Monday, July 7, 2014

Anatomy of Injustice

I know that based on my blog entries, it doesn't look like I could possibly be a college student, but it's true. My university assigned a reading assignment to the incoming freshmen, to get us accustomed to the school's academic honesty policy. We have to read this book, and then come up with a research question and make an annotated bibliography. 

I was dreading this assignment, to be honest. Reading books hasn't been my main hobby lately - movies kind of took the #1 spot - and it's rare that I finish a book I start reading. However, once I picked up "Anatomy of Injustice" by Raymond Bonner, I was completely hooked. I was genuinely surprised that any academic institution assigned me an INTERESTING book to read.  

The novel is an in-depth analysis into America's justice system - or rather, the many, many faults in our justice system, particularly in capital punishment cases. The book reads like a gripping novel, with cases sprinkled throughout the novel to make a point about an issue. The story revolves around a murder case in the 1980's, a mentally-challenged man thrown into prison for the crime, and a young lawyer's utter determination to prove his innocence. 

In January 1982, a wealthy widow, elderly Dorothy Ely Edwards, was found brutally murdered in her home, which was located in a racist majority-white community in South Carolina. Quickly, the police found the perpetrator, a 23 year old poor, mentally challenged, but incredibly polite, kind and quiet black man who worked for Mrs. Edwards from time to time, Edward Lee Elmore. This arrest warrant was based on a fingerprint of his on her doorknob, and her checkbook - he had done a job for her recently and she had paid via check. Represented by incompetent lawyers - one a drunk, the other racist, against a determined, charismatic, dramatic prosecutor, he was convicted for the crime only 40-some days after his arrest. Soon, the mainly-white jury decided on a death sentence for him. He had two more trials, both a repeat of the first, before Texas-born lawyer Diana Holt looked at Elmore's case, 11 years later. Coming from a troubled past of her own, she was fascinated with capital punishment cases. The more she studied his case, the more her resolve strengthened to help him. She was sure that he was innocent, that somebody else the woman knew committed the crime. As she fought against the state for a new trial, a fair trial, she uncovered shocking acts by the local police and the South Carolina Law Enforcement division, including hiding evidence that would indicate Elmore's innocence, planting and testing knowingly false evidence that would keep Elmore on death row, encouraging an cellmate of Elmore's to testify against Elmore, that if he did so they would "take care of him." For these reasons, among others, Elmore was imprisoned, constantly awaiting execution.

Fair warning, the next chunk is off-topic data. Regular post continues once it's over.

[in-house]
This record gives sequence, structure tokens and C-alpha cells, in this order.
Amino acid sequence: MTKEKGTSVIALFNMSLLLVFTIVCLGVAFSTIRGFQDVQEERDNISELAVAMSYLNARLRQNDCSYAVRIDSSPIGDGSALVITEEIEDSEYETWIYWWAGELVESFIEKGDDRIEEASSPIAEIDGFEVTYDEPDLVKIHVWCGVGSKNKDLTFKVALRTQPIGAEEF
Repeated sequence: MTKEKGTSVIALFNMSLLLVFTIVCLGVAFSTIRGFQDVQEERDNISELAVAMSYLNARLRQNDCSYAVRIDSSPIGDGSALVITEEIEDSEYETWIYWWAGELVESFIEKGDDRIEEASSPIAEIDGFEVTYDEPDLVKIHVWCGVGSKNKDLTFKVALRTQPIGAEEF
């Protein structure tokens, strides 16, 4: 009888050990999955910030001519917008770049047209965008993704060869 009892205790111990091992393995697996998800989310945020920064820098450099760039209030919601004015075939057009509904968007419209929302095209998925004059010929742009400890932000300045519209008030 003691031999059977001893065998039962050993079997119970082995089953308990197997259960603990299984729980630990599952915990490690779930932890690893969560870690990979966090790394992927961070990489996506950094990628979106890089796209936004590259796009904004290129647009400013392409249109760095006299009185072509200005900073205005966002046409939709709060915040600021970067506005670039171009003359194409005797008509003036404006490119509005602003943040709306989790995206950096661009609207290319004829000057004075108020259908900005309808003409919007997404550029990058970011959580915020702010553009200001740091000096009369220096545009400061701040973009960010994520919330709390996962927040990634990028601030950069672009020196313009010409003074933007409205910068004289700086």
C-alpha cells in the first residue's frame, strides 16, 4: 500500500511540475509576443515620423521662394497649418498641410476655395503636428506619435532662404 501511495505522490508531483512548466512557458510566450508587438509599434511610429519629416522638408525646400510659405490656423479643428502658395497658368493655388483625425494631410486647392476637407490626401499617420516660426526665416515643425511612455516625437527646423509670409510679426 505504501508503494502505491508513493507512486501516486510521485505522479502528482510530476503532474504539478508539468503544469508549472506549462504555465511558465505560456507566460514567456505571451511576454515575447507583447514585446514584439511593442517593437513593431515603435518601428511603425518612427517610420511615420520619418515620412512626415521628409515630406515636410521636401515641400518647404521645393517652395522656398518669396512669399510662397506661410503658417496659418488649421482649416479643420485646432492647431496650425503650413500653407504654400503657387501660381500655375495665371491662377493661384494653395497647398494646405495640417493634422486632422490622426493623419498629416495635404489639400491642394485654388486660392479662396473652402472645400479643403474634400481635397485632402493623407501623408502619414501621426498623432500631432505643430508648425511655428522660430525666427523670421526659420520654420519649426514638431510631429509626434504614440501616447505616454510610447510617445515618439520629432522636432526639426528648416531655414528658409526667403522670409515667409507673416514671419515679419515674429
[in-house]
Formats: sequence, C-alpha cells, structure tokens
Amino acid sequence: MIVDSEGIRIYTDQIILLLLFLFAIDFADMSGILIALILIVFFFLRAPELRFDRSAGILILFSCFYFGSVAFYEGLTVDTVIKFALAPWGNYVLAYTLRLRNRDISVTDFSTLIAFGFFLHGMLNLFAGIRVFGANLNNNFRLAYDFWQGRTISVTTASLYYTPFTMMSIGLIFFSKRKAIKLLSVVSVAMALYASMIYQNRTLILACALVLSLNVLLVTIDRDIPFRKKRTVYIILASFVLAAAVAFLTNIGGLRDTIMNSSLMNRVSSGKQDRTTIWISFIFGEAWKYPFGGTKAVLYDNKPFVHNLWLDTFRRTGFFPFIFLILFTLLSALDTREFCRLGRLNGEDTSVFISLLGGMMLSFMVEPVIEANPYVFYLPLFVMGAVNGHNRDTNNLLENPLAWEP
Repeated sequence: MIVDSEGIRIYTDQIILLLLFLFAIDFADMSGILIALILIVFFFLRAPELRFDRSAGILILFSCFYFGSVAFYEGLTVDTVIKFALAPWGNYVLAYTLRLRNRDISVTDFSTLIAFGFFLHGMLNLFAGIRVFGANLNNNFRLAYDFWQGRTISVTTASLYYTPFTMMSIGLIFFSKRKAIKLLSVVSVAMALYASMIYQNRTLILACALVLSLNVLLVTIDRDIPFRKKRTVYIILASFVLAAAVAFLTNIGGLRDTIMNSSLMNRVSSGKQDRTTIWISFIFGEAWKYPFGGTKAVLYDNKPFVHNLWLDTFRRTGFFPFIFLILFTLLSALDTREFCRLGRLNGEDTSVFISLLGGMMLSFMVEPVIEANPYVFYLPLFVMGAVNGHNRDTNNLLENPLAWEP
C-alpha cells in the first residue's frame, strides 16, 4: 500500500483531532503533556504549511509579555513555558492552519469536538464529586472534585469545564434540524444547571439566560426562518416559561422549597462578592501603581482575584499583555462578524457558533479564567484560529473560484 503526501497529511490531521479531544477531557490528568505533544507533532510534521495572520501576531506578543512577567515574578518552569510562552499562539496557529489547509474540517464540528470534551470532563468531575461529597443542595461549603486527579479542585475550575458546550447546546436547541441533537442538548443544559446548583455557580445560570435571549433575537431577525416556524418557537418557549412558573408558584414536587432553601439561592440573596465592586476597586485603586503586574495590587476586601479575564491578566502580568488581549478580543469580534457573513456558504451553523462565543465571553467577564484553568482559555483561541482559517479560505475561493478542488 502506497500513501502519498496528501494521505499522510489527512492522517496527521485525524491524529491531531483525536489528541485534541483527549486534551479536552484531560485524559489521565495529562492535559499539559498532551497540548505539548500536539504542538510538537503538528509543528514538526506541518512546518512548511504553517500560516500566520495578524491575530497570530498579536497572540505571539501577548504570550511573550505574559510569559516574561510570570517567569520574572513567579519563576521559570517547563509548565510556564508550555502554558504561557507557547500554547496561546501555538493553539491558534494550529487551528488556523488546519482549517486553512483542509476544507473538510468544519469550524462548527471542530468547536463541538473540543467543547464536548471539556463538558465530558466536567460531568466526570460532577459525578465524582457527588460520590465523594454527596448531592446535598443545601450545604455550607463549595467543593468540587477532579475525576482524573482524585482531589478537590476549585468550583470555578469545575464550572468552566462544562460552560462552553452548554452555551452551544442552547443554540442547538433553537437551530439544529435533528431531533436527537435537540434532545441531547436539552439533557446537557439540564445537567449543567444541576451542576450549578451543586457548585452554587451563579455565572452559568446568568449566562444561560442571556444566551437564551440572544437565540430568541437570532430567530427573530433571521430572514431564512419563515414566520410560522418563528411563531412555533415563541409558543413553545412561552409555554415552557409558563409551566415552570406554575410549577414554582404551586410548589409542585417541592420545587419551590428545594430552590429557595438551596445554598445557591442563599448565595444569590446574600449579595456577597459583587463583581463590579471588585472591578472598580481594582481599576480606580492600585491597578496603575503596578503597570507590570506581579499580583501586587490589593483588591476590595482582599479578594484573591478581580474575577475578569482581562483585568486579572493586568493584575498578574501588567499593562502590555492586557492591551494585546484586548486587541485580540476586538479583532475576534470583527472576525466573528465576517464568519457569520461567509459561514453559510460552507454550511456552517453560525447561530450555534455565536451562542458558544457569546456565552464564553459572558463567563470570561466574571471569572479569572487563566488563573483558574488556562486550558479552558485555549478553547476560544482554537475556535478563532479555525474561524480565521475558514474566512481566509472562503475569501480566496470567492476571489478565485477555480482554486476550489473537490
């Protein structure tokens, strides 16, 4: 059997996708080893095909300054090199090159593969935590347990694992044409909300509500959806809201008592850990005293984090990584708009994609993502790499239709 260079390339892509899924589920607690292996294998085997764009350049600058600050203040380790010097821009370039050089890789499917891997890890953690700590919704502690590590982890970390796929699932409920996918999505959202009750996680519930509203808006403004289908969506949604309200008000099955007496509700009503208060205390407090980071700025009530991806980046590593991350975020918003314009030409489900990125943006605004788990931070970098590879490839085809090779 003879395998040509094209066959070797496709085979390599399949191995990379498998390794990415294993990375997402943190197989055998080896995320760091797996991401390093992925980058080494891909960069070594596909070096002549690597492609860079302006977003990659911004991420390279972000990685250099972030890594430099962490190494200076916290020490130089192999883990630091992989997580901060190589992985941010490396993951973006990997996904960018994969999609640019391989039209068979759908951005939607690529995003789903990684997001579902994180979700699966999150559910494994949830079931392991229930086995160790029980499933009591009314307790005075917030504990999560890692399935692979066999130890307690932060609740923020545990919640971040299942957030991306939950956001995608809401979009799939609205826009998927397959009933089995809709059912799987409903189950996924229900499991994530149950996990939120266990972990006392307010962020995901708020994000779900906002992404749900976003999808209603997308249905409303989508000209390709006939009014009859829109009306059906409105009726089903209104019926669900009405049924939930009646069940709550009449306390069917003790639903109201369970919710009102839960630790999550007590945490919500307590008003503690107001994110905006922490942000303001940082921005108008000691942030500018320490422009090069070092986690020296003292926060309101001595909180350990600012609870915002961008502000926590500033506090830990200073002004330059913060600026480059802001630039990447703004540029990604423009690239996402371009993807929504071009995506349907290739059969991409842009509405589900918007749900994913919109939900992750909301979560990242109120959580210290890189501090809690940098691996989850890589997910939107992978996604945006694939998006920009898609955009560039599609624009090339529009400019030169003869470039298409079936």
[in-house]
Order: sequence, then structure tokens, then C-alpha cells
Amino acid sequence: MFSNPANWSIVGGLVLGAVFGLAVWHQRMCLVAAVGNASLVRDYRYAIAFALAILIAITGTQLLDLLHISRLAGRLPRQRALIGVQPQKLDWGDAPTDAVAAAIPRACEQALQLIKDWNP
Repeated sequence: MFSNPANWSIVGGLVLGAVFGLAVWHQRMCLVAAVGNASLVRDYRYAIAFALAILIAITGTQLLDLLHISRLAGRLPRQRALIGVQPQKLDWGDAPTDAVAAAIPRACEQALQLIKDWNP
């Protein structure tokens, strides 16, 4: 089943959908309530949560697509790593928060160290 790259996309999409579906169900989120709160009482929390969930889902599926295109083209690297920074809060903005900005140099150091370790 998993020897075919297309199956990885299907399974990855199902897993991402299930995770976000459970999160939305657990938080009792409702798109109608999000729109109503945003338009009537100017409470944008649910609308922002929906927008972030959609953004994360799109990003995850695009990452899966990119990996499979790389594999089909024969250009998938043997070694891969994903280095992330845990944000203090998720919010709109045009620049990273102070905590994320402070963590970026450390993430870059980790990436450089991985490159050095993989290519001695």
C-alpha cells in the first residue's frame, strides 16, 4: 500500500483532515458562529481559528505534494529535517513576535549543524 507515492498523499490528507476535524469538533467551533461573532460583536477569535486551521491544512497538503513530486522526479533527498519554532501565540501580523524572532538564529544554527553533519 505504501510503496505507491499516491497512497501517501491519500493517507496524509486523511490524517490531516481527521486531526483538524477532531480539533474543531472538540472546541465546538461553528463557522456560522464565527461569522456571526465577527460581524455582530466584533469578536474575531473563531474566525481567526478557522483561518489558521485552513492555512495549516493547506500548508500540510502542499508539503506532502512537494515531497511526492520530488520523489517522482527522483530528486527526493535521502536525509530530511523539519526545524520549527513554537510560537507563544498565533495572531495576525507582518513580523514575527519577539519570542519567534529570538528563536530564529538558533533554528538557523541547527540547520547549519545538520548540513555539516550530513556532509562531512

I won't tell you how this story ends, that you'll have to find out for yourself. At moments in the book I literally cried at the injustice dealt out to Elmore and other inmates on Death Row. I was angry, so angry at the human manipulation in the American justice system. The book can turn a staunch supporter of the death penalty to an opponent, if they have even a bit of compassion, empathy, and aren't racist or total rednecks, of course. I highly recommend this book to anybody, even those who don't think they would like to read a crime book. 

Get this book online using the links! 
- Barnes & Noble -
- Amazon -

It's summer now, the perfect time to grab a good book, like this one, and lay out in the sun. Happy reading! :) 

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